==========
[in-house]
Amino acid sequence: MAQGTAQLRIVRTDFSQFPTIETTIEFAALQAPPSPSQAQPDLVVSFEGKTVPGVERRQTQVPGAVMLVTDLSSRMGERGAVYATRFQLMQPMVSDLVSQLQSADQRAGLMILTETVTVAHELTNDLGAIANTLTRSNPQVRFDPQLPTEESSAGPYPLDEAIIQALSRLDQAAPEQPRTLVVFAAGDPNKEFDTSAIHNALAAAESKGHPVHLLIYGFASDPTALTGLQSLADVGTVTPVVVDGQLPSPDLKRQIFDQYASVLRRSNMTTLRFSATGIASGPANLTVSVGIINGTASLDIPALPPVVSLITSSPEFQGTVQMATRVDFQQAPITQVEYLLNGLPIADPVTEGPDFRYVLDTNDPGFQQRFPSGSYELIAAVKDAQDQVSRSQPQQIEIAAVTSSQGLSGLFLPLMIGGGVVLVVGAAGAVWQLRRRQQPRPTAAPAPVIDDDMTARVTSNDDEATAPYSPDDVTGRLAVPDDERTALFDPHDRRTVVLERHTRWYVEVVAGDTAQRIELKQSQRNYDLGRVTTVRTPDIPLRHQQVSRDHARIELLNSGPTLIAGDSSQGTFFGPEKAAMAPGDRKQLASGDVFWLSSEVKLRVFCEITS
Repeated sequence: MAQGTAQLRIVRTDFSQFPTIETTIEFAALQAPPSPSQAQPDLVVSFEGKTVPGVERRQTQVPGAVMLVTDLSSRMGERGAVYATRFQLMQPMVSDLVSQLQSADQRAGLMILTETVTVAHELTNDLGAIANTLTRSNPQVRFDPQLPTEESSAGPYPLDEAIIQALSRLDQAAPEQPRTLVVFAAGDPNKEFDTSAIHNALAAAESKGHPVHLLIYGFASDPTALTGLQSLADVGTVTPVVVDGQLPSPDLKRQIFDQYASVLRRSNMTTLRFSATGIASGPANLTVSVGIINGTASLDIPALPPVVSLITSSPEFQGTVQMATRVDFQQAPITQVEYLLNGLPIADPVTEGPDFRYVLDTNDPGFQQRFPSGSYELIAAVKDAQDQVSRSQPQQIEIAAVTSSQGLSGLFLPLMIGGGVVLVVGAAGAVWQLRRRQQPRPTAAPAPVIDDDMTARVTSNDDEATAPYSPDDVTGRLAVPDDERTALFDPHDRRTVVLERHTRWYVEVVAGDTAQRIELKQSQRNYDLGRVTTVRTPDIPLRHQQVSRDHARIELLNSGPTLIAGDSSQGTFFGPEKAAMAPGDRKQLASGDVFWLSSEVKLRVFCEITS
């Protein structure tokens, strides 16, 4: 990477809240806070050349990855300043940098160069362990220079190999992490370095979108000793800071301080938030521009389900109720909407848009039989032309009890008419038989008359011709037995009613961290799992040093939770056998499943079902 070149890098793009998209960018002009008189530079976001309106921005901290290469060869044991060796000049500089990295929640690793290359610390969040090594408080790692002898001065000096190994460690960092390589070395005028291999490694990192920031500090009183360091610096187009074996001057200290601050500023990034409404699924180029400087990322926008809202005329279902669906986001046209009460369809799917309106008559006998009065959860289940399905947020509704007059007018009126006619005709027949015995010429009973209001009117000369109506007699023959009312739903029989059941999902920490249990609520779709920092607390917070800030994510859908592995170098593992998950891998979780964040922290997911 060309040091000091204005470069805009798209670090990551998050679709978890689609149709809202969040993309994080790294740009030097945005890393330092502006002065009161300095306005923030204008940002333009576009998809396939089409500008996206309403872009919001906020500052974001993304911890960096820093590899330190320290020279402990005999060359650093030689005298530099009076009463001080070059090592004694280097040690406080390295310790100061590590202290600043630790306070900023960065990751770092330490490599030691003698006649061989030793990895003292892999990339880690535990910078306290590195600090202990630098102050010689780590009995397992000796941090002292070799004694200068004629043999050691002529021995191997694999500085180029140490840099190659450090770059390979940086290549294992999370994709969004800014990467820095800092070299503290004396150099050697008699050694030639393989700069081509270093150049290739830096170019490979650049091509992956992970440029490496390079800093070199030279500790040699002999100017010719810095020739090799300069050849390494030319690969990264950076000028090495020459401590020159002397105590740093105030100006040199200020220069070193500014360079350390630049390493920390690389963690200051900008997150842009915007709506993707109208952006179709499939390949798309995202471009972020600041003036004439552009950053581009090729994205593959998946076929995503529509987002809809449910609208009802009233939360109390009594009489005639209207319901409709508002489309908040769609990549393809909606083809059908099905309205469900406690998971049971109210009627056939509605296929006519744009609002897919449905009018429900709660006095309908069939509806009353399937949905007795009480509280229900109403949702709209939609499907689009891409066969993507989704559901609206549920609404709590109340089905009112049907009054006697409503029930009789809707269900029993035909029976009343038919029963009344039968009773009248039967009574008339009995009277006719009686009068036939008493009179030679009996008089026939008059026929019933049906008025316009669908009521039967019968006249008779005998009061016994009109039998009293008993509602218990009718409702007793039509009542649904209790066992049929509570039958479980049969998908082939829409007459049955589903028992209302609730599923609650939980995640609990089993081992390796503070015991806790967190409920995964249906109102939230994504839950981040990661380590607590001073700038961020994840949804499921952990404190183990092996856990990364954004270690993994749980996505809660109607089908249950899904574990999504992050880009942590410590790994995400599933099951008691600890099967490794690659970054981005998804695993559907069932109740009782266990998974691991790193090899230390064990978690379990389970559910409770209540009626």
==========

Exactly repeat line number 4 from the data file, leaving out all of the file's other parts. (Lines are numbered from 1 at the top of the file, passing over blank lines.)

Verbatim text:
């Protein structure tokens, strides 16, 4: 990477809240806070050349990855300043940098160069362990220079190999992490370095979108000793800071301080938030521009389900109720909407848009039989032309009890008419038989008359011709037995009613961290799992040093939770056998499943079902 070149890098793009998209960018002009008189530079976001309106921005901290290469060869044991060796000049500089990295929640690793290359610390969040090594408080790692002898001065000096190994460690960092390589070395005028291999490694990192920031500090009183360091610096187009074996001057200290601050500023990034409404699924180029400087990322926008809202005329279902669906986001046209009460369809799917309106008559006998009065959860289940399905947020509704007059007018009126006619005709027949015995010429009973209001009117000369109506007699023959009312739903029989059941999902920490249990609520779709920092607390917070800030994510859908592995170098593992998950891998979780964040922290997911 060309040091000091204005470069805009798209670090990551998050679709978890689609149709809202969040993309994080790294740009030097945005890393330092502006002065009161300095306005923030204008940002333009576009998809396939089409500008996206309403872009919001906020500052974001993304911890960096820093590899330190320290020279402990005999060359650093030689005298530099009076009463001080070059090592004694280097040690406080390295310790100061590590202290600043630790306070900023960065990751770092330490490599030691003698006649061989030793990895003292892999990339880690535990910078306290590195600090202990630098102050010689780590009995397992000796941090002292070799004694200068004629043999050691002529021995191997694999500085180029140490840099190659450090770059390979940086290549294992999370994709969004800014990467820095800092070299503290004396150099050697008699050694030639393989700069081509270093150049290739830096170019490979650049091509992956992970440029490496390079800093070199030279500790040699002999100017010719810095020739090799300069050849390494030319690969990264950076000028090495020459401590020159002397105590740093105030100006040199200020220069070193500014360079350390630049390493920390690389963690200051900008997150842009915007709506993707109208952006179709499939390949798309995202471009972020600041003036004439552009950053581009090729994205593959998946076929995503529509987002809809449910609208009802009233939360109390009594009489005639209207319901409709508002489309908040769609990549393809909606083809059908099905309205469900406690998971049971109210009627056939509605296929006519744009609002897919449905009018429900709660006095309908069939509806009353399937949905007795009480509280229900109403949702709209939609499907689009891409066969993507989704559901609206549920609404709590109340089905009112049907009054006697409503029930009789809707269900029993035909029976009343038919029963009344039968009773009248039967009574008339009995009277006719009686009068036939008493009179030679009996008089026939008059026929019933049906008025316009669908009521039967019968006249008779005998009061016994009109039998009293008993509602218990009718409702007793039509009542649904209790066992049929509570039958479980049969998908082939829409007459049955589903028992209302609730599923609650939980995640609990089993081992390796503070015991806790967190409920995964249906109102939230994504839950981040990661380590607590001073700038961020994840949804499921952990404190183990092996856990990364954004270690993994749980996505809660109607089908249950899904574990999504992050880009942590410590790994995400599933099951008691600890099967490794690659970054981005998804695993559907069932109740009782266990998974691991790193090899230390064990978690379990389970559910409770209540009626």